Michael Hoppen Gallery, London, addresses the wealth of individual expression in Latin American photography with Voces: Latin American Photography 1980-2015. The featured artists challenge the popular acceptance of what has been codified as photography, proposing a search for new meanings informed by their cultural identity. We interview curator Chantal Fabres.
A: Curator and critic Gerardo Mosquera reflected that Latin American art has ceased to be ‘of’, and instead become art ‘from’ Latin America. Did this realisation spark inspiration for curating Voces?
CF: Yes absolutely. The participating artists are not here to ‘represent’ their countries in a stereotypical way in order to adhere to a European understanding of art from Latin America. Perhaps unconsciously, when we talk about ‘Latin America’ there is this idea of polarisation between ‘there’ and ‘here’, between ‘they’ and ‘we’, which is not only influenced by the distance that separates us, but also by the vision we have of ‘Latin America’, which is largely influenced by the media. The term ‘Latin America’ is reductionist and the result of such a polarisation tends to oversimplify the important and complex internal distinctions of class and race, religion and culture, social, economic and political, that exist in each country.
A: When putting together Voces, was it vital that the selection was as varied as possible to showcase the diverse identity of Latin America?
CF: Voces is not intended to be a survey, which by definition implies a comprehensive diversity. The seven participating artists come from four different countries in Latin America (Chile, Argentina, Brazil and Mexico). To say they come from ‘Latin America’ is an over-simplification and a homogenisation because it inevitably refers to the continent as one place, one reality. In this context, Art Historian and Curator Guy Brett said that, “no European artists are asked that their work give proof of their ‘European identity’, but this is always the first thing expected of a Latin American.” Taking this into account, the genesis of this exhibition has been to listen to the voices and artistic journeys of each artist. It is through their individual trajectories that we were able to address a broader panorama of creative expressions, transitions and mutations in Latin American photography during the period 1980-2015.
A: Do you feel that the medium of photography is the best way to convey the individuality of each artist, and Latin America’s history and culture, being a form of precise documentation?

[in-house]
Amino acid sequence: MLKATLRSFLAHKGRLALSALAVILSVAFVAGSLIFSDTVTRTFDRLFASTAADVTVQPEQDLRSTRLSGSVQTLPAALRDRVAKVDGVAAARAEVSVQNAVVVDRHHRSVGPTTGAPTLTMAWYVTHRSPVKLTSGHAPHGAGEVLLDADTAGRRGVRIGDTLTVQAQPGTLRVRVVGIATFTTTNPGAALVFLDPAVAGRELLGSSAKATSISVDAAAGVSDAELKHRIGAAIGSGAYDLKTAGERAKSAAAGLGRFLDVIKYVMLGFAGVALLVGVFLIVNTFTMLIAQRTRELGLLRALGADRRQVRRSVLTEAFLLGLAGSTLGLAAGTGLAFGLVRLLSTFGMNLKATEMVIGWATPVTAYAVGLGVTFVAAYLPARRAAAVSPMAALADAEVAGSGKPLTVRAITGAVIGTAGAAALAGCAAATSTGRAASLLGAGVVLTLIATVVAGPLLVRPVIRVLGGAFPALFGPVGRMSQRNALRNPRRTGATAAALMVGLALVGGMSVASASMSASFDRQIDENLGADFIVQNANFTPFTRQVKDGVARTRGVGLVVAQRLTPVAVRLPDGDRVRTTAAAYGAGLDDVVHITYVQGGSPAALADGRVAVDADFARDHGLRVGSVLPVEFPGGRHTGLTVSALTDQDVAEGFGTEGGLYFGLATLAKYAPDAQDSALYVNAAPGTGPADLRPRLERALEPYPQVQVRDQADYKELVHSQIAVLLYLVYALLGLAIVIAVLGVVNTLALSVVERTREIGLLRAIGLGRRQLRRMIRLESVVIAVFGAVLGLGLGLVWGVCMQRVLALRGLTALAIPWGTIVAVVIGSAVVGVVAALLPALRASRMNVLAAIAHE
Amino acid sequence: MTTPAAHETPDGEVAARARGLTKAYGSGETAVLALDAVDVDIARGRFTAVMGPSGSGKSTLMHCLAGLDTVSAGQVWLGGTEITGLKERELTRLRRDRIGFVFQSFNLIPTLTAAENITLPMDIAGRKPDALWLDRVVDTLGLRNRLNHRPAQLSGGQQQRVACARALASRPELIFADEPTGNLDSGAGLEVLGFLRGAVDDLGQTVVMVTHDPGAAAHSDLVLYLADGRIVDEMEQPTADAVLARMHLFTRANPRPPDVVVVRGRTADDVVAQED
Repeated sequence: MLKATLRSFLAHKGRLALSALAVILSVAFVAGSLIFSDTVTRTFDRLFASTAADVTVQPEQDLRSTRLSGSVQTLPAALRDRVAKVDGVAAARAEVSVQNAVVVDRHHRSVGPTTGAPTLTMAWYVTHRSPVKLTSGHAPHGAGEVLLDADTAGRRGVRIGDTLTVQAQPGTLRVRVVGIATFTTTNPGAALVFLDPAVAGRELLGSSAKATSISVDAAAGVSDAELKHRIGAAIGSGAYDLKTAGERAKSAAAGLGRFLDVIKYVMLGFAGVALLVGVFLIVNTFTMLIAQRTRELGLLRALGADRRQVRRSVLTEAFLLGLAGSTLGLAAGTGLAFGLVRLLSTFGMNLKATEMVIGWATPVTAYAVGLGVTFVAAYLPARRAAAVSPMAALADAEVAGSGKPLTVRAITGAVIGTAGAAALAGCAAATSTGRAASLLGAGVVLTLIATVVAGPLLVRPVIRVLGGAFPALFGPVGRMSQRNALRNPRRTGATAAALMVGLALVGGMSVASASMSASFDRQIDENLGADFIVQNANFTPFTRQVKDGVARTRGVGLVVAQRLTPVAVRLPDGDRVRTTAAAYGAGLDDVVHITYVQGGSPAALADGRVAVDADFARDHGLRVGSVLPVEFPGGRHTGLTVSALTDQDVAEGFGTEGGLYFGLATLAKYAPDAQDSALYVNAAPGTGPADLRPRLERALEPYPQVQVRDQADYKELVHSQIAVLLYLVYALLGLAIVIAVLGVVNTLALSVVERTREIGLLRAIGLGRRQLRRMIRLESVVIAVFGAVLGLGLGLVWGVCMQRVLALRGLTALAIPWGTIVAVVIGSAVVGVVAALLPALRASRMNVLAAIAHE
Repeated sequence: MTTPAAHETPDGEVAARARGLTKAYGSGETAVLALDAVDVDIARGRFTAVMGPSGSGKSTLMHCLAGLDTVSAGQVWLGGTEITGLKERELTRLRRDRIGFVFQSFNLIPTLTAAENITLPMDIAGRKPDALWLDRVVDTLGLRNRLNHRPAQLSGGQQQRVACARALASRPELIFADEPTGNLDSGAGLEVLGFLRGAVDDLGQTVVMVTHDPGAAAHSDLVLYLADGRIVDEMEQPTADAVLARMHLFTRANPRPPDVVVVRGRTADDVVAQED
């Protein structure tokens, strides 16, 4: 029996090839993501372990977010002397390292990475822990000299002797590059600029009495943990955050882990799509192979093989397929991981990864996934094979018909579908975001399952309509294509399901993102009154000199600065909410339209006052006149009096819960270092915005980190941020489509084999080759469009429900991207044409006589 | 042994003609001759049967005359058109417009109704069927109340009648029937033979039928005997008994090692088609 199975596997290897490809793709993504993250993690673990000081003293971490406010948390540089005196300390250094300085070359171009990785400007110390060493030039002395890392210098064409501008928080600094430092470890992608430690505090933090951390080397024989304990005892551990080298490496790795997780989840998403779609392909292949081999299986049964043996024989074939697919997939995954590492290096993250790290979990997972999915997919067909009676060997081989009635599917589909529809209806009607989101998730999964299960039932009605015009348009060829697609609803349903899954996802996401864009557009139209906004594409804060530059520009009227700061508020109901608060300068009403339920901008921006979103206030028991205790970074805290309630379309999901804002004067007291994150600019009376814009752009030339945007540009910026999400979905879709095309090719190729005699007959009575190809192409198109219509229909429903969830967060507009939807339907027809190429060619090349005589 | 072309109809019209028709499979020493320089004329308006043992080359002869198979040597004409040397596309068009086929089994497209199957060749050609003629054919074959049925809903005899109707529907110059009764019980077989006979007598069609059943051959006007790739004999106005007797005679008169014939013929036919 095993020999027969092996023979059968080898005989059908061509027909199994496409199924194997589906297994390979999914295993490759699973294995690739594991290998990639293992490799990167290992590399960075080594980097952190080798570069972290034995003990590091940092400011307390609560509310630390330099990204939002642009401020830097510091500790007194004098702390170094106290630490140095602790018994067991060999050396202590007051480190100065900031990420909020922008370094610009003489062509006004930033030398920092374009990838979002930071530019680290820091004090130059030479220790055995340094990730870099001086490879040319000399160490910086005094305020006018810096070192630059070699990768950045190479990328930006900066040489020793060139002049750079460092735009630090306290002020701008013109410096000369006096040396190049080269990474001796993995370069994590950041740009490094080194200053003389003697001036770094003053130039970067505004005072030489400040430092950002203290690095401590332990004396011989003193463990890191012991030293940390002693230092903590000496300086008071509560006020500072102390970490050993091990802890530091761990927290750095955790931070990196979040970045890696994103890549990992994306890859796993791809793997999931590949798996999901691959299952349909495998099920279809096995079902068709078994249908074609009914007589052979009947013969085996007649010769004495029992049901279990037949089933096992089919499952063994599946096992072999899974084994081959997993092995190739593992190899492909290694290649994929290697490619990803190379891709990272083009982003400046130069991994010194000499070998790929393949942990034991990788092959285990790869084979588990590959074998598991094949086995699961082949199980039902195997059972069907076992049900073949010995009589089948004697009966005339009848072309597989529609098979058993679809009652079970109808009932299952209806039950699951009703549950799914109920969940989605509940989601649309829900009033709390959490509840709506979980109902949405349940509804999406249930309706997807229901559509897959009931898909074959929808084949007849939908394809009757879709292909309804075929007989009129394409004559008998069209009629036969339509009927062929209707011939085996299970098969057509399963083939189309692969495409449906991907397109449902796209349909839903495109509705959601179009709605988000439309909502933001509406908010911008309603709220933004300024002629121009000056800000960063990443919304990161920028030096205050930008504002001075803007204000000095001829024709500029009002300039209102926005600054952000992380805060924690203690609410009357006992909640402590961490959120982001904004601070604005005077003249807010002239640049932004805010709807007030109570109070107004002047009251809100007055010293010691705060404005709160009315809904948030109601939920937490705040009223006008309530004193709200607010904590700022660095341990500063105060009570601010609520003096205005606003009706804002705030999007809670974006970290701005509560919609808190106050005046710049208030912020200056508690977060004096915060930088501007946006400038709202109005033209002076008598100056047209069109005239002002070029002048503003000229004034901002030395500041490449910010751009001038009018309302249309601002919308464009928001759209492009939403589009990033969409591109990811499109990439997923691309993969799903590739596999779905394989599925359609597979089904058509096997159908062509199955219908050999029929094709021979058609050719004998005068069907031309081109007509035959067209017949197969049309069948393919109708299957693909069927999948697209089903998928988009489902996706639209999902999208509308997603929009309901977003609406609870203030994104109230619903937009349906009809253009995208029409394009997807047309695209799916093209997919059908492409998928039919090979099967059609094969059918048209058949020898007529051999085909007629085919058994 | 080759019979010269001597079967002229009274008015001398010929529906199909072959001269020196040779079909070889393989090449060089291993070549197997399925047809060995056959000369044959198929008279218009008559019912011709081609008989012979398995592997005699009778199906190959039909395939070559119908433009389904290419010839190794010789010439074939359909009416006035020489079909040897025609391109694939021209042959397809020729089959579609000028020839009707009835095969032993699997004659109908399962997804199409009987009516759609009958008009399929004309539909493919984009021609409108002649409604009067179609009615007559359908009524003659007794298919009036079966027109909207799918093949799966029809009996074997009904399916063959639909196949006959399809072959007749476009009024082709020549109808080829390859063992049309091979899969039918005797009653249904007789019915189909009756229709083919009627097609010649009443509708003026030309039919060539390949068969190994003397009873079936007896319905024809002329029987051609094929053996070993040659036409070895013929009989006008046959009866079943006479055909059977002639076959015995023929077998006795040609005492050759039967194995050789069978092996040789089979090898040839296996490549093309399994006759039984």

CF: Michael Hoppen is a gallery that deals in the photographic medium. The idea for the show happened because we were interested in Latin American artists that used the photographic medium, during the decades outlined, who explored new aesthetic and conceptual grounds. Photography in Latin America, as Nathalie Goffard pointed out in the exhibition catalogue, has been defined by a multiplicity of factors –historical and geographical, economic, social and political – which became the coordinates along which to analyse, as well as interpret the role of photography in documenting a Latin American reality. However, in the 90s Latin American photography underwent a mutation that distanced it from its purely documentary role and led it to morph with new techniques of representations, such as collages, installations, video works, digital manipulations, painting, sculpture, the use of archives, etc. It is during that time that artists in the plastic arts embraced photography in their practices to bypass a rigid and often politicised institutional discourse and explore new searches for individual expressions, often taking their culture and heritage as sources of inspiration.
A: Can you talk about how viewers should approach and understand the unique voices in the exhibition, perhaps abandoning their preconceptions before arriving?
CF: We hope that viewers will approach this exhibition not from a European standpoint. Instead, we hope that people will observe and assess the show by concentrating on the artists and their practice, gaining a broader understanding of art from Latin America.
Voces: Latin American Photography 1980-2015, 10 October 2015 – 9 January 2016, Michael Hoppen Gallery, 3 Jubilee Place, London SW3 3TD.
For more information visit www.michaelhoppengallery.com.
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1. Rosângela Rennó, Apagamento #4, 2004 – 2005, © Rosângela Rennó. Courtesy of Michael Hoppen Gallery.